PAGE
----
> I will go ahead and apologize for being so ignorant of this, but here
>  goes.....
>  What is the difference between  M36, S36EE and regular old *S36.

I will try to be reasonably brief  in a history lesson to put this in
relative perspective & then you might want more info on something on the list.

Once upon a time IBM had midrange hardware called the System Thirty Four
which ran the SSP Operating System, then it grew into the System/38 and the
System/36.  The S/36 served the low end of business size & complexity of IBM
customer base & the S/38 served the high end.  The S/36 continued to use the
SSP OS, while the S/38 used something that became OS/400 via some rebranding
& continous improvement.  When the AS/400 was born, it was really a marriage
between the S/38 & S/36, in which internally it was more S/38 than S/36.

A lot of S/36 owners & users were happy with what they had & reluctant to
migrate to OS/400, especially since software prices for AS/400 was
astronomical compared to same software for S/36 & the folks paying the bills
could not see the advantage of paying so much more.  The AS/400 supported
S/36 environment which ran most SSP stuff, but it was not an exact copy, most
of the stuff.  To get your S/36 stuff from S/36 SSP to AS/400 S36E, you had
to re-write the code that would no longer work on AS/400 S36E & also
recompile all the source code.  IBM promoting how close the reality, but to
companies that used stuff not supported, this fell on deaf ears.

Many S/36 programming environments saw the inevitability of migration & they
were able to get 400/RPG from ASNA which permitted 400-like coding on the
S/36 such as external file descriptions & programs calling other programs, so
we could get a taste of the techniques.  I went down that road, but when I
got to the 400, I still found CL & DDS & SQL & UIM & etc. to be pretty alien.
 In fact I still have not got around to learning UIM, which looks to be
pretty much like HTML.

I also discovered that 400 data types much more disiplined than 36 such that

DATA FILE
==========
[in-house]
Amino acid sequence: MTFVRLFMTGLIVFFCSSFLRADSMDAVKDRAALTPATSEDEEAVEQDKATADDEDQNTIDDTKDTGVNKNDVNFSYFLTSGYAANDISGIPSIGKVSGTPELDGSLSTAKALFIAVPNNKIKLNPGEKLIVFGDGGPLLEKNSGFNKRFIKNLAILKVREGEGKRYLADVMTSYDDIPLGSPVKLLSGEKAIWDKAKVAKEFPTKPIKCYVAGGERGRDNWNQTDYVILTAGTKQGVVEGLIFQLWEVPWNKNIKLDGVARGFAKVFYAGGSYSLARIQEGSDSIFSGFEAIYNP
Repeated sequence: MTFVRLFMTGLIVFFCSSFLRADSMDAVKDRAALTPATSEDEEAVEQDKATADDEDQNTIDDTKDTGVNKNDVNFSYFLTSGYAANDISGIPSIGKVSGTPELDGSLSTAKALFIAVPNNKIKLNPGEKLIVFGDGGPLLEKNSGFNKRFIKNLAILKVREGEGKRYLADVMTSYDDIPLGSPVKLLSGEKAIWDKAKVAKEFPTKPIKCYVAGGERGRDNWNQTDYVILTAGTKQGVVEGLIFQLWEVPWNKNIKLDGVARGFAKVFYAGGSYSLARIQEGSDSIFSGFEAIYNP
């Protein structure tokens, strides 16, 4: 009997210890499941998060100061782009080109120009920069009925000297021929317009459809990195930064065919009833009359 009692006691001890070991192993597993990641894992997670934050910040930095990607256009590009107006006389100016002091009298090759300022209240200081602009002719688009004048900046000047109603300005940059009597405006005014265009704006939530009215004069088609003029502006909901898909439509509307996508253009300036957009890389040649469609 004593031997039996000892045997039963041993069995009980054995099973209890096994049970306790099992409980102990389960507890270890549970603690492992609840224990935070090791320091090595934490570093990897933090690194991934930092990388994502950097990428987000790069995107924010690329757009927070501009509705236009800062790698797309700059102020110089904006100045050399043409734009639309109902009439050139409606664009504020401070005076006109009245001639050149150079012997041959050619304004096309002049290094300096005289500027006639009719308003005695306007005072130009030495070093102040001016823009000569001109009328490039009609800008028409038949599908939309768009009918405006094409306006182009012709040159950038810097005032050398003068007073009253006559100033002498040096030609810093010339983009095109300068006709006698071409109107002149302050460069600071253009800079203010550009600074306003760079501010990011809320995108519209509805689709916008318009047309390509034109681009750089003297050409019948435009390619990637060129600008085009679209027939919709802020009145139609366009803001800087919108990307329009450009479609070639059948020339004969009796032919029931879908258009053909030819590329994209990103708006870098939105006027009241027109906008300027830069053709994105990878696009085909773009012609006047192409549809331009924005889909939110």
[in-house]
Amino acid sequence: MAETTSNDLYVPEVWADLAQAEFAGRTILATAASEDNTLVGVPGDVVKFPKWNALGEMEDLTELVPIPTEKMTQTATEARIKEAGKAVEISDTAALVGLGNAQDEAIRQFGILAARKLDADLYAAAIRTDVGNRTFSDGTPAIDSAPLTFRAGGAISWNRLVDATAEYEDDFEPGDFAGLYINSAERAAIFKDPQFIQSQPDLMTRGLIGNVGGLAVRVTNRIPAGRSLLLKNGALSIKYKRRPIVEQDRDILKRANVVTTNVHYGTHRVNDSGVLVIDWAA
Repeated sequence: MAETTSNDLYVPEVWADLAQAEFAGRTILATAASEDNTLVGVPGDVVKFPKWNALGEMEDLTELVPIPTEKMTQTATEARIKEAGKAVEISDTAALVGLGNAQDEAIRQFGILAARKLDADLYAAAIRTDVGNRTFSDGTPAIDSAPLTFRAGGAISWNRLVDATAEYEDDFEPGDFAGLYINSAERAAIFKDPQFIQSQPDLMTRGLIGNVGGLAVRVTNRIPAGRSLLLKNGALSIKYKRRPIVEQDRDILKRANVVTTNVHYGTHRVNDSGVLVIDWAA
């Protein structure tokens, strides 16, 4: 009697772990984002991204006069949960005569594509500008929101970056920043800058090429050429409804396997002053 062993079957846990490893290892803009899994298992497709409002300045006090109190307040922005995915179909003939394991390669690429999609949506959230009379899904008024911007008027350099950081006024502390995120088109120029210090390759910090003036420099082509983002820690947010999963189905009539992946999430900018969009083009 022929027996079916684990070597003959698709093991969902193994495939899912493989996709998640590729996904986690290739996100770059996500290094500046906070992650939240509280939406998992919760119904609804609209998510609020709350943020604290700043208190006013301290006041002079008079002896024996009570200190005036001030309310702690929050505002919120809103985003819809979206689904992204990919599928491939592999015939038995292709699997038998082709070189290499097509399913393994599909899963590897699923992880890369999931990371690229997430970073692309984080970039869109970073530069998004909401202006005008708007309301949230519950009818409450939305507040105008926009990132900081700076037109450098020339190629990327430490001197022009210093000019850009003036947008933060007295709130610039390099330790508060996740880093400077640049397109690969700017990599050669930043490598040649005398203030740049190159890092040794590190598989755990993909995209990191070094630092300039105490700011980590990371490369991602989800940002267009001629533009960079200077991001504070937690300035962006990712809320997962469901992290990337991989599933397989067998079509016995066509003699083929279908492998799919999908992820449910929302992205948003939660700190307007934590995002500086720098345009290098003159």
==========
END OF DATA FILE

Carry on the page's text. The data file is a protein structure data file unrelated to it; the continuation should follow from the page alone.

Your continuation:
a lot of data on 36 bombs when it gets to 400 & so it has to be converted
from 36 format to 400-valid.  Data Decimal Error was a new part of our

Now an enormous number of S/36 using-companies were happy with what ran on
S/36 & not inspired to move to AS/400 even though S/36 considered to be a
dead machine - no new stuff coming out for it, support drying up for software
running on it.

So IBM launched the Advanced/36 campaign, initially the AS/236 then later the
AS/436.  This box was a special kind of AS/400.  You did not have to use
OS/400 on it, it could run fine with SSP as the only operating system.  It
ran everything that would run on S/36 - you did not have to recompile your
programs, you did not have to convert your data.

It ran the S36 RPG, OCL, 3rd party stuff for S36.
Anything that ran on the old S36 box would run on the AS/36.
No exceptions. Nothing to convert or recompile.
Well, we found that we needed to get a new version of some ASNA stuff,
because AS/36 was RISC & S/36 was CISC & other technical reasons, but the
cost was almost painless.
We had a fight with our primary software suppliers who had guaranteed that
our license would be good on any upgrade to a future model of the System/36
but they did not want to honor that commitment when we moved to the Advanced

This fight was one of the main reasons we abandoned plans to move to AS/236,
then 6 months later went with the AS/436.  We also learned that IBM had
changed tech support ... if you buy your AS/36 via a cut rate price from a
broker whose office is a phone booth with a fax machine, you have to also get
your tech support from the same outfit.

We leased a temporary IBM box that was like a lap link.
The two boxes treated it like a work station address.
The data & software from S/36 to AS/436 moved over the wire, almost